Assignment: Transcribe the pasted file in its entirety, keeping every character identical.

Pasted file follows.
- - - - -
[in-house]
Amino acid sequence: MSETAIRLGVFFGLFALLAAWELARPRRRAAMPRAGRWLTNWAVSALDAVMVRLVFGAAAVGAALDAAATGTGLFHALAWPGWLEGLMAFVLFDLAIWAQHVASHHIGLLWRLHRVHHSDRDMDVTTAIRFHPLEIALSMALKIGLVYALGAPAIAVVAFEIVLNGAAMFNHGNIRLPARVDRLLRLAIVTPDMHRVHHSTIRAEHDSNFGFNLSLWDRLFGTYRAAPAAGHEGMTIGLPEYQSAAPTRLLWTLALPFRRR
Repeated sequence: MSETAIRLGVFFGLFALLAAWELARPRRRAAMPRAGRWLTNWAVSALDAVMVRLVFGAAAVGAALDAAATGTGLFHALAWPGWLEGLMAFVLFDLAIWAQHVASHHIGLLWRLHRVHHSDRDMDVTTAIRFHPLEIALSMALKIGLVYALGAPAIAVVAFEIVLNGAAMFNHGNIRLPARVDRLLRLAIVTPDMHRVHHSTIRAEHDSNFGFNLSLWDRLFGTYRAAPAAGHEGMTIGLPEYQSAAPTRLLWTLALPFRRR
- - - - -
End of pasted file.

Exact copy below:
[in-house]
Amino acid sequence: MSETAIRLGVFFGLFALLAAWELARPRRRAAMPRAGRWLTNWAVSALDAVMVRLVFGAAAVGAALDAAATGTGLFHALAWPGWLEGLMAFVLFDLAIWAQHVASHHIGLLWRLHRVHHSDRDMDVTTAIRFHPLEIALSMALKIGLVYALGAPAIAVVAFEIVLNGAAMFNHGNIRLPARVDRLLRLAIVTPDMHRVHHSTIRAEHDSNFGFNLSLWDRLFGTYRAAPAAGHEGMTIGLPEYQSAAPTRLLWTLALPFRRR
Repeated sequence: MSETAIRLGVFFGLFALLAAWELARPRRRAAMPRAGRWLTNWAVSALDAVMVRLVFGAAAVGAALDAAATGTGLFHALAWPGWLEGLMAFVLFDLAIWAQHVASHHIGLLWRLHRVHHSDRDMDVTTAIRFHPLEIALSMALKIGLVYALGAPAIAVVAFEIVLNGAAMFNHGNIRLPARVDRLLRLAIVTPDMHRVHHSTIRAEHDSNFGFNLSLWDRLFGTYRAAPAAGHEGMTIGLPEYQSAAPTRLLWTLALPFRRR